"Viacom's efforts to disguise its promotional use of YouTube worked so well that even its own employees could not keep track of everything it was posting or leaving up on the site," "As a result, on countless occasions Viacom demanded the removal of clips that it had uploaded to YouTube, only to return later to sheepishly ask for their reinstatement."

Youtube wrote that in a recent blog. and guess what? Viacom is suing for some of THOSE clips that THEY put up because they cannot keep track of which ones are theirs.
They are advertising on YouTube without even acknowledging it as an advertisement.
In addition, Viacom has taken down over 300,000 videos for "copy-right infringement" when some videos (especially pre-2007), weren't infringing anything and were under rightful usage, such as mixes.

And even worse, Viacom may even begin SUING the people who made the videos themselves! And when a majority of Youtube's community is under 20, that is a huge problem.

Viacom needs to back off.
Posted by Emmehzz (1 comment )
Link Flag
You tube is great when they want to hock their hokey wares for free but don't want anyone else to do put what they LIKE on you tube to share. I don't understand why we have to police everybody. How the hell are we to have an open expression free site when someone is always having to work at controlling everyone.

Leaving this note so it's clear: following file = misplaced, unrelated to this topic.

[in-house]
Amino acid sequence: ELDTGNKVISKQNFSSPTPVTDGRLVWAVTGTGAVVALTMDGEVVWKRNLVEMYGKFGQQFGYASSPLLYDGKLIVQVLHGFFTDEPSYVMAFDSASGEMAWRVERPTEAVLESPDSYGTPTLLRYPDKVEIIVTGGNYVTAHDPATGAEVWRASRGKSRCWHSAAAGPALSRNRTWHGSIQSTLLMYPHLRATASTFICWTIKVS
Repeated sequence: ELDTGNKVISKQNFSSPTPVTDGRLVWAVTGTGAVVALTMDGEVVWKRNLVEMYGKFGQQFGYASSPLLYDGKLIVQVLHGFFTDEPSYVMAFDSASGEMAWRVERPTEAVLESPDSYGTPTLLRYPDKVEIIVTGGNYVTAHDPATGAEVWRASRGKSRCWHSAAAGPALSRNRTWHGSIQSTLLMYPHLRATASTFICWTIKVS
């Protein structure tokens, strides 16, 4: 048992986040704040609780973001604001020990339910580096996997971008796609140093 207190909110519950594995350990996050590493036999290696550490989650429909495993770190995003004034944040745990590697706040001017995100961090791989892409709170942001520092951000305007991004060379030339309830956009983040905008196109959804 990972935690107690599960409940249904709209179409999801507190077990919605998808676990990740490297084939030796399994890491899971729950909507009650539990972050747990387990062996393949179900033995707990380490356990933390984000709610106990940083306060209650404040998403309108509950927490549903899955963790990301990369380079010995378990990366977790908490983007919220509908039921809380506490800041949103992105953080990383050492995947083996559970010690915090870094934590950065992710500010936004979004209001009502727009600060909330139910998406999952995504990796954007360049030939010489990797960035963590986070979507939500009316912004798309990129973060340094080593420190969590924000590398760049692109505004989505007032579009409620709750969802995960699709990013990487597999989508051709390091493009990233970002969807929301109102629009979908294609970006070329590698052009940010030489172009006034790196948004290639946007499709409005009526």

Posted by Phil_Canyon (8 comments )
Reply Link Flag
Viacom European SS units
Viacom need spend more time taken care of problems in China(china shops) and Russia(dollar stores). Going after the people who make and sell thousands of copies and less the little guy who only expressing him or herself
Making thousands of programmers and engineers Robin hood will only bring about your down fall.And add to fare use debate. Viacom is fighting their drug copyright war and this will be lost.
Posted by cohaver (189 comments )
Reply Link Flag
No surprise...
At the time of Google's purchase, numerous analysts pointed out that YouTube was a copyright lawsuit waiting to happen.
Posted by john55440 (1020 comments )
Reply Link Flag
Easy Fix